The new guidelines under this act have not yet been made public but have been submitted to the National Green Tribunal. Reports indicate that it talks about newly added costs, which is expected to make the process costly. More specifically, it asks for adding 30 per cent of the NPV of forests to the cost of diversion for “possession of forest land”, and 50 per cent of NPV cost as “habitat fragmentation cost”. Another 10 per cent of the forest’s net value is added as compensation for loss of animal husbandry productivity and soil moisture conservation costs.
The guideline will come into effect only after the NPV of forests is revised. The NPV has not been revised by the MoEF, which is supposed to do so every three years. This in spite of several court orders directing it to revise NPV.
More recently in 2014, the Indian Institute of Forest Management was involved in an official exercise on reassessing the value of forests. Its report states that the NPV was grossly underestimated and proposed NPV rate ranges from Rs 9.87 lakh to Rs 55.55 lakh per hectare.
In 2016, the MoEF came up with draft rules to implement the Compensatory Afforestation Fund Act 2016. Civil society organisations claim that this was done in a non-consultative manner. A major concern was that the Compensatory Afforestation Fund Act does not recognize the Forest Right Act, which vests rights of forest management to tribal and forest dwelling people. In fact, it clashes with Forest Right Act. Not only that, it does not provide for consent of gram sabha that goes against the principles of democratic devolution, laid down in the 73rd and 74th constitutional amendments.
As per a report in Wire, “the CAMPA proposes to establish central and state authorities to spend forest diversion compensation funds, with little democratisation or accountability. This will have ominous consequences for the hard-won rights of forest-dwelling and tribal citizens.” Several reports suggest that while individuals or communities have applied for titles, under the Forest Rights Act, foresters have diverted the lands for compensatory afforestation projects.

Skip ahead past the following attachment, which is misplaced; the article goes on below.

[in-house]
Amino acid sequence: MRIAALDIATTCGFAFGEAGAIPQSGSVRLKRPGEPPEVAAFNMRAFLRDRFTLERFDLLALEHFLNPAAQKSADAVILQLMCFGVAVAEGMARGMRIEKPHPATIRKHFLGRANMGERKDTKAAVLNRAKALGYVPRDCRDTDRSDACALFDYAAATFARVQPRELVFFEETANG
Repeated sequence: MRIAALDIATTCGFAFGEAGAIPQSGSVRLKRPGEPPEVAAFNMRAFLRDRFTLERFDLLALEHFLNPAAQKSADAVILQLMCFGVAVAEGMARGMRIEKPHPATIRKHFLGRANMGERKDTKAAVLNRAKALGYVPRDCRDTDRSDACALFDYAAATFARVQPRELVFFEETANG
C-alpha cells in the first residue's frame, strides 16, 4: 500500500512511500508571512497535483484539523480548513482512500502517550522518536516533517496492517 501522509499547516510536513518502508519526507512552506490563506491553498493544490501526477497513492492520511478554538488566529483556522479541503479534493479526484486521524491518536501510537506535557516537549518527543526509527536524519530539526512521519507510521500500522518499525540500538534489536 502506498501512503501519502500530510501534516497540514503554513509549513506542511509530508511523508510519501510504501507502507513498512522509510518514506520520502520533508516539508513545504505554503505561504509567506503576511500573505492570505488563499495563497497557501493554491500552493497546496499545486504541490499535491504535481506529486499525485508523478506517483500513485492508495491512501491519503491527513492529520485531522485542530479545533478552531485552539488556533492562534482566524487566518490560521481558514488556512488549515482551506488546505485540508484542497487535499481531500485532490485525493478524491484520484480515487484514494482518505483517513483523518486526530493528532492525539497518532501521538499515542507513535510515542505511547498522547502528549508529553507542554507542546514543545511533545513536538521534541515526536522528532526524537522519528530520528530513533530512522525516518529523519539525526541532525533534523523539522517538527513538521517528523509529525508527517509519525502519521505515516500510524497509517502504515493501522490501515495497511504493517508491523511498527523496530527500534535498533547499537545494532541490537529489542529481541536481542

So, through all these years the MoEF has not been able to utilise the CAMPA funds properly. This has been noted by the CAG whose 2013 report which found out that only 61% of the fund released by the ad-hoc CAMPA had been utilised. The report states that the environment and forest regulatory and executive structures possess neither the capacity, nor the knowledge base to administer CAMPA effectively. It highlighted that the government did not do enough in promoting compensatory afforestation. Moreover, there was rampant unauthorised usage of land for mining purposes instead of afforestation. CAMPA was also opposed on the grounds that it has an “institutional structure dominated by the bureaucracy, with little democratisation or accountability”, as per a Wire report. This was also mentioned in the CAG report: “inadequate representation of the tribal people, environmentalists, subject experts and academics.”
Considering all this, the state needs to stop using Compensatory Afforestation Fund Act against the implementation of the Forests Rights Act. This can go a long way in protecting the rights of tribal communities and environment, which no amount of monetary compensation can offer.
Image courtesy: Ahsanul Haque, Wikimedia Commons (CC BY SA-4.0 International)